History and Physical

While mucocutaneous lesions are the hallmark of Behcet disease, the most severe manifestations are uveitis, large vessel, and neurological involvement.


Oral ulcers occur in 97% to 99% of patients with Behcet disease, and they often represent the initial clinical feature. Lesions are usually painful, recurrent, multiple, and may involve soft palate, hard palate, buccal mucosa, tongue, gingiva, lips, and tonsils. More than 90% of oral ulcers heal without scarring.

Genital lesions are seen in more than 80% of patients with Behcet disease. These lesions are also recurrent, although, in contrast to oral lesions, more than 70% of genital lesions heal with scarring. Genital ulcers occur on the scrotum (90%) in males and vulva or vagina in females.

Cutaneous Manifestations

 Several cutaneous manifestations of Behcet disease have been described. Erythema nodosum like lesions on the lower extremity are common. Behcet disease-related erythema nodosum lesions show a more vasculitic component compared to erythema nodosum that is idiopathic or from other causes.[15] Superficial thrombophlebitis appearing as nodular lesions may be associated with deep vein thrombosis. Acneiform or pseudofolliculitis lesions are common but are non-specific and may be indistinguishable from ordinary acne.[13] Other cutaneous manifestations that have been described include pyoderma gangrenosum-like lesions, pustular vasculitic lesions, cutaneous small-vessel vasculitis, and Sweet syndrome-like lesions.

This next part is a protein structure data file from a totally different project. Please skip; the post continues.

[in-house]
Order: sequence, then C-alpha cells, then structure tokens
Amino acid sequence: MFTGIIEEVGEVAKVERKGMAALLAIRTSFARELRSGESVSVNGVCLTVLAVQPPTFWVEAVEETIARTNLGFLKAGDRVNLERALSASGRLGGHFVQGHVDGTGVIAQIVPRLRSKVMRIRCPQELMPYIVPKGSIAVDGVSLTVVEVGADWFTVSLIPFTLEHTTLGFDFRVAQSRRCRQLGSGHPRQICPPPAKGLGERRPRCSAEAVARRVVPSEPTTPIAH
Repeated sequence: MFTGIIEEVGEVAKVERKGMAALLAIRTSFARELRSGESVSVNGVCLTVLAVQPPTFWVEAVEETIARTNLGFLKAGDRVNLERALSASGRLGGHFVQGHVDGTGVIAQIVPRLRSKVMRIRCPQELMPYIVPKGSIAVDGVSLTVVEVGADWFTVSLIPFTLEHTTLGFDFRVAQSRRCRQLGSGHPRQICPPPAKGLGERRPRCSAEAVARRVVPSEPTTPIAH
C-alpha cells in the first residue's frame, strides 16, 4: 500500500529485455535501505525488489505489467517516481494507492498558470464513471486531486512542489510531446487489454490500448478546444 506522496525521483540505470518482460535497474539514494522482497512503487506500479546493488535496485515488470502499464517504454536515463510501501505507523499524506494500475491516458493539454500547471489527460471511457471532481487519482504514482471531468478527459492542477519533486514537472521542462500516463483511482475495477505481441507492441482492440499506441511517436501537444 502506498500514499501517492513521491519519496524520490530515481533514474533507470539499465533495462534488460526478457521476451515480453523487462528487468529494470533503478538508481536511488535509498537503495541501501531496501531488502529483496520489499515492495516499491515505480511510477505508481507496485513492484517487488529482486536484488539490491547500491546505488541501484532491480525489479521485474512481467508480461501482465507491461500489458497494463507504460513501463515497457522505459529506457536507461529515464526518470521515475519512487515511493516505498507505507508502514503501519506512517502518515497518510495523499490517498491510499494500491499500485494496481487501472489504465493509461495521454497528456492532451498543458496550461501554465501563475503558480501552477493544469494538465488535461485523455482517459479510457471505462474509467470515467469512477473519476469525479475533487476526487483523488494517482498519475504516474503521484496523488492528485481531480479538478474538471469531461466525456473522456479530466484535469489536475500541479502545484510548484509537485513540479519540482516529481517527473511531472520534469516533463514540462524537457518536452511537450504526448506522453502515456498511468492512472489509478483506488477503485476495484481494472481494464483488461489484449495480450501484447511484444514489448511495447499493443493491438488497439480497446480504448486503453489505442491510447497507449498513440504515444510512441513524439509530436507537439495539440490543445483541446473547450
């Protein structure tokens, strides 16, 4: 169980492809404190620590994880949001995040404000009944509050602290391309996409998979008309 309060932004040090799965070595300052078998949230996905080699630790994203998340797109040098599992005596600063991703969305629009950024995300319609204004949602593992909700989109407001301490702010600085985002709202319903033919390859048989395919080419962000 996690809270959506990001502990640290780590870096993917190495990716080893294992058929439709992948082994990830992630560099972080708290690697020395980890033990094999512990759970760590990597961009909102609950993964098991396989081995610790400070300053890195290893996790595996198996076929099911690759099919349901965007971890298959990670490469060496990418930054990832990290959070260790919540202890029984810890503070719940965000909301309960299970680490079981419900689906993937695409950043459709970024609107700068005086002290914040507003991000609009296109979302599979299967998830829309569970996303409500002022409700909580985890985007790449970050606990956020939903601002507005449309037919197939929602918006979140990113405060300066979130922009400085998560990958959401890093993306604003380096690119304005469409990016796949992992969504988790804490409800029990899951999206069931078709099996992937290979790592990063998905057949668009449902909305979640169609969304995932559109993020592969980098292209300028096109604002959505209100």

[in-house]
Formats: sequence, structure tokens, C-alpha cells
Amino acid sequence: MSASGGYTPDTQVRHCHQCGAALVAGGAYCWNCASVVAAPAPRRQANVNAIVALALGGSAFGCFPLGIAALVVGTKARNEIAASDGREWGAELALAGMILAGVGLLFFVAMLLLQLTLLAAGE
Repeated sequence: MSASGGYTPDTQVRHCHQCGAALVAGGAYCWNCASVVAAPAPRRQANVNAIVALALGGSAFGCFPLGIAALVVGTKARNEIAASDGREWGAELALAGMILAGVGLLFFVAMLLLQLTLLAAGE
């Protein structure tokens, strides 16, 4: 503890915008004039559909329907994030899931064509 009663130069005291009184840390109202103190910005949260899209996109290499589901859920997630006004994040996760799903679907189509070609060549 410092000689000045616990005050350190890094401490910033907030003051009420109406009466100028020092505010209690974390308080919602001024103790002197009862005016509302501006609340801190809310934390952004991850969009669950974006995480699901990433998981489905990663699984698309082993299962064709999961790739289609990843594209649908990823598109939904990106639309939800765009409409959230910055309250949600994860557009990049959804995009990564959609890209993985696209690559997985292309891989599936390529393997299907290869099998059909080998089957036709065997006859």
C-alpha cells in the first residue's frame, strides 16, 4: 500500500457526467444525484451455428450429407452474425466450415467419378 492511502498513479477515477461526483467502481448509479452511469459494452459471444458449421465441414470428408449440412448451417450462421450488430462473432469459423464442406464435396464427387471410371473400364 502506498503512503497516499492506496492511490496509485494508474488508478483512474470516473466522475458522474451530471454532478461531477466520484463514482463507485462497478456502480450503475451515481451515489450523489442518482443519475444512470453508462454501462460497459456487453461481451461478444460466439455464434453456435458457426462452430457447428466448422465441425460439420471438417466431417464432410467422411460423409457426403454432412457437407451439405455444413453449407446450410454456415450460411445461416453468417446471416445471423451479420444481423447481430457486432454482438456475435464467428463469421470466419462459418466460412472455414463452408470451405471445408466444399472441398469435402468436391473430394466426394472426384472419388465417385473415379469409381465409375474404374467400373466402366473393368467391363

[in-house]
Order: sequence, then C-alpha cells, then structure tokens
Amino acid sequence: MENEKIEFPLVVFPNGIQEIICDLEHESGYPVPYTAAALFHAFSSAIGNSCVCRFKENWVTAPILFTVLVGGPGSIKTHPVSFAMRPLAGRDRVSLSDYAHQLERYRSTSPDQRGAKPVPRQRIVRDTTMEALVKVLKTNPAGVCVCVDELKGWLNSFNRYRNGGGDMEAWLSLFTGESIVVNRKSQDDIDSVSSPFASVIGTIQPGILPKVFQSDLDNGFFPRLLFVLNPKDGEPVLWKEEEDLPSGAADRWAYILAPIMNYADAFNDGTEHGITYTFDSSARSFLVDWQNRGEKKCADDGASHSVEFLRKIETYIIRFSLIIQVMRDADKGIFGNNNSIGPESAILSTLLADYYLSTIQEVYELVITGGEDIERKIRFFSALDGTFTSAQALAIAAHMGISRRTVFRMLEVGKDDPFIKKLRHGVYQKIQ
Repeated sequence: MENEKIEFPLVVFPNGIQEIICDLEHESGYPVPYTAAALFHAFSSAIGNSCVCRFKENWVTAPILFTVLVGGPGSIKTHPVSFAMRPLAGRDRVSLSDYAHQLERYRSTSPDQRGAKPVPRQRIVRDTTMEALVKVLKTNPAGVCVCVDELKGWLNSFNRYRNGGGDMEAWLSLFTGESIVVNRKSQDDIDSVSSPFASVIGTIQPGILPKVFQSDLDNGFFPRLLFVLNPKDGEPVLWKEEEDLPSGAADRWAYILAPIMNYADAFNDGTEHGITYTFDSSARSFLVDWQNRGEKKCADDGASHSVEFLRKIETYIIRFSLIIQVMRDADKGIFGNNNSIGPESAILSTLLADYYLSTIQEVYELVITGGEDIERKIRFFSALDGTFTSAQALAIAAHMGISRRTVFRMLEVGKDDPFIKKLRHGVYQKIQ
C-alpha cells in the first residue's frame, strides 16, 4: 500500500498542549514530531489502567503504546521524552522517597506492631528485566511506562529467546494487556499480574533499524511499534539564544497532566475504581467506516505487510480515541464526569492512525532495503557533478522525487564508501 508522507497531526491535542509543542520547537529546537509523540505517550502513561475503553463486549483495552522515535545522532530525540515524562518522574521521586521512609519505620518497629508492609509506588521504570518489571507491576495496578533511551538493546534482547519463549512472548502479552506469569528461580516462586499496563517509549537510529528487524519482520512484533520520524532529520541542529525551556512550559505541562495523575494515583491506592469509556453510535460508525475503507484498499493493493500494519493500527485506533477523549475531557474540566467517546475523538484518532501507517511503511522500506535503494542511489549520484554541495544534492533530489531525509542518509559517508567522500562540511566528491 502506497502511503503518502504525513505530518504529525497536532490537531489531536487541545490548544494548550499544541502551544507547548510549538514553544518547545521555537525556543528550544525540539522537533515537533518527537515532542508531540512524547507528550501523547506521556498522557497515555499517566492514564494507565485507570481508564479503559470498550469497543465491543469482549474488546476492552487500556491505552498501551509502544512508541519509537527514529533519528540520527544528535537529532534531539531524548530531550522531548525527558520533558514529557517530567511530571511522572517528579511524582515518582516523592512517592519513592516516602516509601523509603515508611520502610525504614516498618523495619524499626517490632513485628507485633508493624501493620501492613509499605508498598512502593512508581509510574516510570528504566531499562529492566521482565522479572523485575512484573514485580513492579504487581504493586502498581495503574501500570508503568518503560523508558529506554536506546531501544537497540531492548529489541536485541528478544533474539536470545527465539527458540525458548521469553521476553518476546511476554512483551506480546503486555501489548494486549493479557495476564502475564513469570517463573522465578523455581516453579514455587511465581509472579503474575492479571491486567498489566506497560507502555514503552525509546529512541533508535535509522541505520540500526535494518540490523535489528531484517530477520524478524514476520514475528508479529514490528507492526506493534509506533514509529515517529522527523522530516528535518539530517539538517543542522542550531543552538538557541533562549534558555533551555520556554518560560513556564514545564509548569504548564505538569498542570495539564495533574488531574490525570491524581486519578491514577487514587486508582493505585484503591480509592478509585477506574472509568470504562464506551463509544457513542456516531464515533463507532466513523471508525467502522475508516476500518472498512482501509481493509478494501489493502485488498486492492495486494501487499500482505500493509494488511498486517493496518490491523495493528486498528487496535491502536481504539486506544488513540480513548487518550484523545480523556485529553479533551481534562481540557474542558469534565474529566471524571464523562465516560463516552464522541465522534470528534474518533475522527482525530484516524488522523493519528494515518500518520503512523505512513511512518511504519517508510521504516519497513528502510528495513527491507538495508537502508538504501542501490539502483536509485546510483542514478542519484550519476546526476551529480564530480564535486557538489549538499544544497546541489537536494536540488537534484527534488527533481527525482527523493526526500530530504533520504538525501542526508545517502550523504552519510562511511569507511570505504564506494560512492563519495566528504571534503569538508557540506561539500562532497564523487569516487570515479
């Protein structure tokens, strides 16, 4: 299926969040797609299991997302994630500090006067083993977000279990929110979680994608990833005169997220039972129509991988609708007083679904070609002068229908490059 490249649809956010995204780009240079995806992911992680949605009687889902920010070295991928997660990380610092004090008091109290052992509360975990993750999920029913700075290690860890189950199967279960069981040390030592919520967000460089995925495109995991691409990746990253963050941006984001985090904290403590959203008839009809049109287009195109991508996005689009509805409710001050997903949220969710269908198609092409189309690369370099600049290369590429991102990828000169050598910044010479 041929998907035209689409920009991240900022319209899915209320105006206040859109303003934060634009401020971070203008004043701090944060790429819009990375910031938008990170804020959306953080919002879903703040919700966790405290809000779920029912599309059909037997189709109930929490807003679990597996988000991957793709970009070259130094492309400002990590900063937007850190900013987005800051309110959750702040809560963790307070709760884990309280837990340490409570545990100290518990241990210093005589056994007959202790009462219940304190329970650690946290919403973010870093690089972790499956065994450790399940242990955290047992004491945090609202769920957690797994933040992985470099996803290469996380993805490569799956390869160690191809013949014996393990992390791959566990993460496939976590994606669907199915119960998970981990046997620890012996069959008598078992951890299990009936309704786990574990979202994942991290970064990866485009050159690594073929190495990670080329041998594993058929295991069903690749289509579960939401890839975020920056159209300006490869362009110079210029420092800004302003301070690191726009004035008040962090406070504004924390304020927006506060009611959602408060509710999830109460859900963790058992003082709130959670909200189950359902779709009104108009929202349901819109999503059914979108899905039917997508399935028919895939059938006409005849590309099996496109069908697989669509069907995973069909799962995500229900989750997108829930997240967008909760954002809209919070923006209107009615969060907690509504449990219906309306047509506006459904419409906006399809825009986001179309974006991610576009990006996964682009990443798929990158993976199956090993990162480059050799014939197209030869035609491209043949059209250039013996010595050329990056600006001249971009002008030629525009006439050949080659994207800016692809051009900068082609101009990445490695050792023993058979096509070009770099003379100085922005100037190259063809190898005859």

A positive pathergy reaction characterized by the formation of erythematous papules or pustules 24 to 48 hours after needle insertion is thought to be very specific for Behcet disease. [16] While it is seen in 60% to 70% of patients from Turkey and Japan, a positive pathergy reaction is very rarely observed in patients with Behcet disease who are from Northern Europe or the United States[17].

Ocular Manifestations

More than 50% of patients with Behcet disease have eye involvement, although it is much more common in males and younger patients. Eye involvement is usually not the presenting feature of Behcet disease, but usually occurs within the initial few years of diagnosis, and is rare to occur late in the disease if not present earlier.[18]

Uveitis that is relapsing, chronic, bilateral, and involves both anterior and posterior uveal tracts is common. Anterior uveitis causes erythema and photophobia, while posterior uveitis causes vision loss. Hypopyon-related uveitis is less common but very severe as it almost always accompanies the severe retinal disease. Retinal involvement with retinal vasculitis can be seen and is a cause of blindness in these patients. Conjunctivitis and isolated anterior uveitis are rare. 

Musculoskeletal Manifestations